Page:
Table 1. Estimated returns to learning English

Returns to fluent English
Returns to little English
Returns to fluent English
Returns to little English
No BA, aged 36-65
With BA, aged 36-65
No BA, aged 18-35
With BA, aged 18-35









Note: Each point estimate also has a band of standard error suggesting that small differences in point estimates should not be used to draw conclusions.

Returns to English by age and education

We find that the returns to English-language skills are on average higher for older workers and for more educated workers. Most intriguing are the returns by both experience and education of the worker. To show this, we report in the last four rows of Table 1 the estimated returns to schooling for four groups of workers: less educated (less than Bachelor’s degree) older (aged 36-65) workers, more educated (at least a Bachelor’s degree) older workers, less educated younger (aged 18-35) workers, and more educated younger workers.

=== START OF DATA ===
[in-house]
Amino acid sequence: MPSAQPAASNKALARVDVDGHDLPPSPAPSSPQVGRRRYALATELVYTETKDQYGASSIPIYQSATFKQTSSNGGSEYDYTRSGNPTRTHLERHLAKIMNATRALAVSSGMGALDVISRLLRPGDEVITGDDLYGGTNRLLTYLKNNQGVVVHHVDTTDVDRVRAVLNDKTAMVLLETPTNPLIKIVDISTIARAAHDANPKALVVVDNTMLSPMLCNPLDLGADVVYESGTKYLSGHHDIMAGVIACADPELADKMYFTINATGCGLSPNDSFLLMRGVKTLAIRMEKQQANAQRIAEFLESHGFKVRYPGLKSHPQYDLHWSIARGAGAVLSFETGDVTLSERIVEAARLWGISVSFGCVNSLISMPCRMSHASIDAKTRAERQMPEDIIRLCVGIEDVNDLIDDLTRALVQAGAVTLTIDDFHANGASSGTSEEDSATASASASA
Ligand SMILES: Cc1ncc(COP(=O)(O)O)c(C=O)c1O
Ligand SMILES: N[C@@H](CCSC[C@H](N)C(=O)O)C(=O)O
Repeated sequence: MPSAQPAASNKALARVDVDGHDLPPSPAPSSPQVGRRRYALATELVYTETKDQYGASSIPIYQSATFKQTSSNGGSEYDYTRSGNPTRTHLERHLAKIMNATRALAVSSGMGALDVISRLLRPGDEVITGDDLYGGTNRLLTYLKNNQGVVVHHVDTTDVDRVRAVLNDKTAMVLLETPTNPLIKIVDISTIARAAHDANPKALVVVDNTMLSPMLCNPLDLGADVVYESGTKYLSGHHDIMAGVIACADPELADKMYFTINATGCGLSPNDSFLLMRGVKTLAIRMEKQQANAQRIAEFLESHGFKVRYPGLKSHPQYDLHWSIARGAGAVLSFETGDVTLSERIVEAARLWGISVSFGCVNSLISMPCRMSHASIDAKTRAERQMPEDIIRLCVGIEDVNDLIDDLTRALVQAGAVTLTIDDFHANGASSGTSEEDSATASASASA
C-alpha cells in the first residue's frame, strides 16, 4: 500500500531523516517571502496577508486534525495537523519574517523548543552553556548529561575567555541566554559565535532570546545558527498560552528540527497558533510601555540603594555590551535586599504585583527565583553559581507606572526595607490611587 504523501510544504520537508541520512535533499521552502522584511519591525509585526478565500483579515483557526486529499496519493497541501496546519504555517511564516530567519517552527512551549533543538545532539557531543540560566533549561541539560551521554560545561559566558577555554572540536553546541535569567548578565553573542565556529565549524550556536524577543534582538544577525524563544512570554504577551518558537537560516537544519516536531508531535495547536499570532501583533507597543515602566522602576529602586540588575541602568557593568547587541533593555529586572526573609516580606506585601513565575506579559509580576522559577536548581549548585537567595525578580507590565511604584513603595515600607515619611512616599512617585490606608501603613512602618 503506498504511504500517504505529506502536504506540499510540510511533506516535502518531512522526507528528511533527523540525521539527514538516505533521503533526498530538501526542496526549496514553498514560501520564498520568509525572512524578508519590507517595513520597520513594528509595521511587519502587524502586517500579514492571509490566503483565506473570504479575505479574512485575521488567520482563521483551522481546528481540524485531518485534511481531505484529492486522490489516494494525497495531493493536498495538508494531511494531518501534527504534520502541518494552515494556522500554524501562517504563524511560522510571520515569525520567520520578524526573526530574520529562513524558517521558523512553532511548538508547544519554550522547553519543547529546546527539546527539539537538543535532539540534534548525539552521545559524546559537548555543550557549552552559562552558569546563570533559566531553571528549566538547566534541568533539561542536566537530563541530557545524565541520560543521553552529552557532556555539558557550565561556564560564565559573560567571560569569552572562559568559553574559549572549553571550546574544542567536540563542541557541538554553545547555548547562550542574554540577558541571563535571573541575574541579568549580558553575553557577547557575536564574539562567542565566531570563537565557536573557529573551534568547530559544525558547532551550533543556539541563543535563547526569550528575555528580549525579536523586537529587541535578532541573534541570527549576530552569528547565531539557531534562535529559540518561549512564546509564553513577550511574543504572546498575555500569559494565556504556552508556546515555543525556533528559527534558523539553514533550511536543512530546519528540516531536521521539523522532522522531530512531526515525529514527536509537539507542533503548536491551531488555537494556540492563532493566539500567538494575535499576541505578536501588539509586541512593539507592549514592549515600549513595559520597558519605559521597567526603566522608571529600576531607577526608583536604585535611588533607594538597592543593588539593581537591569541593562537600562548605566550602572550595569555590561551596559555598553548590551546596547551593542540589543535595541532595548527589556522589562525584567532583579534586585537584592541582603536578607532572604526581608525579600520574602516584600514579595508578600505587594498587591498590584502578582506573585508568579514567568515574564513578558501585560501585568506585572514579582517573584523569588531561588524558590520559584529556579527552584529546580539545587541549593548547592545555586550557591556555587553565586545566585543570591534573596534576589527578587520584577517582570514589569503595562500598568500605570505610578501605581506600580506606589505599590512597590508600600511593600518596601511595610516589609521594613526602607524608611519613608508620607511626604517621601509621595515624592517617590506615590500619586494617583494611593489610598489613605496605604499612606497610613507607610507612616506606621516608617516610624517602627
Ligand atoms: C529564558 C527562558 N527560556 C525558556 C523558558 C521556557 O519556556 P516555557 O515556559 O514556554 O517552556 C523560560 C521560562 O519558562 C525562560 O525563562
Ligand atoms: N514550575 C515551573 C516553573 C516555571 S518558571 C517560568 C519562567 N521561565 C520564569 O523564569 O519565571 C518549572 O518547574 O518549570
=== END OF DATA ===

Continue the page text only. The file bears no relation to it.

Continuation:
A striking finding is that older workers earn high returns to English regardless of their educational attainment while younger workers earn high returns only when they are highly educated. For example, older men without an undergraduate degree receive a 53% wage premium for being fluent in English, compared to 28% for older men with an undergraduate degree. In contrast, younger men without a degree receive a 13% wage premium for being fluent in English, compared to 40% for younger men with a degree. Among younger men, the returns to English are increasing in educational attainment. Furthermore, we find that English skills do not raise wages at all for younger men who have not completed their secondary school education.